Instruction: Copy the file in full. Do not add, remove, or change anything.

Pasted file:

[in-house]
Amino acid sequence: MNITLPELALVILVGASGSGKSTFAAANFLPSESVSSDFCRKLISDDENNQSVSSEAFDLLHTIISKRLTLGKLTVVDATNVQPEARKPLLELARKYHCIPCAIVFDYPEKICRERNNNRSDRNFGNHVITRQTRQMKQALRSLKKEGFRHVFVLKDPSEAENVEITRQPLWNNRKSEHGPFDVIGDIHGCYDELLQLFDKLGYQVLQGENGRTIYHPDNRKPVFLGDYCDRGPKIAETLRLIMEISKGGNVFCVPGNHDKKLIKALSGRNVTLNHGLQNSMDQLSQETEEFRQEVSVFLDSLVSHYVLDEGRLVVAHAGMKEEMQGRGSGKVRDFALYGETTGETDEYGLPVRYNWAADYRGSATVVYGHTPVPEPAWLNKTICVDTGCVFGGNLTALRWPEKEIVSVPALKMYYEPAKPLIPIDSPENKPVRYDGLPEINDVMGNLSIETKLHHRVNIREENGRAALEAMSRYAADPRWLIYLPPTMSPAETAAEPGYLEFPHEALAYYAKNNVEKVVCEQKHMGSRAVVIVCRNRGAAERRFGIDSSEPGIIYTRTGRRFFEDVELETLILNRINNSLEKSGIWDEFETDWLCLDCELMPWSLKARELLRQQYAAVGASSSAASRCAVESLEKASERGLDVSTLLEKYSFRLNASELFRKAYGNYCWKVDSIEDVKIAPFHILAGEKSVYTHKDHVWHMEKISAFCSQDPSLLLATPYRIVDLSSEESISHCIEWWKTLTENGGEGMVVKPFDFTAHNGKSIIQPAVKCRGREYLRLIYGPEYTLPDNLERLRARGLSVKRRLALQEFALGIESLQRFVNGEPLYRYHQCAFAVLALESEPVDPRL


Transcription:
[in-house]
Amino acid sequence: MNITLPELALVILVGASGSGKSTFAAANFLPSESVSSDFCRKLISDDENNQSVSSEAFDLLHTIISKRLTLGKLTVVDATNVQPEARKPLLELARKYHCIPCAIVFDYPEKICRERNNNRSDRNFGNHVITRQTRQMKQALRSLKKEGFRHVFVLKDPSEAENVEITRQPLWNNRKSEHGPFDVIGDIHGCYDELLQLFDKLGYQVLQGENGRTIYHPDNRKPVFLGDYCDRGPKIAETLRLIMEISKGGNVFCVPGNHDKKLIKALSGRNVTLNHGLQNSMDQLSQETEEFRQEVSVFLDSLVSHYVLDEGRLVVAHAGMKEEMQGRGSGKVRDFALYGETTGETDEYGLPVRYNWAADYRGSATVVYGHTPVPEPAWLNKTICVDTGCVFGGNLTALRWPEKEIVSVPALKMYYEPAKPLIPIDSPENKPVRYDGLPEINDVMGNLSIETKLHHRVNIREENGRAALEAMSRYAADPRWLIYLPPTMSPAETAAEPGYLEFPHEALAYYAKNNVEKVVCEQKHMGSRAVVIVCRNRGAAERRFGIDSSEPGIIYTRTGRRFFEDVELETLILNRINNSLEKSGIWDEFETDWLCLDCELMPWSLKARELLRQQYAAVGASSSAASRCAVESLEKASERGLDVSTLLEKYSFRLNASELFRKAYGNYCWKVDSIEDVKIAPFHILAGEKSVYTHKDHVWHMEKISAFCSQDPSLLLATPYRIVDLSSEESISHCIEWWKTLTENGGEGMVVKPFDFTAHNGKSIIQPAVKCRGREYLRLIYGPEYTLPDNLERLRARGLSVKRRLALQEFALGIESLQRFVNGEPLYRYHQCAFAVLALESEPVDPRL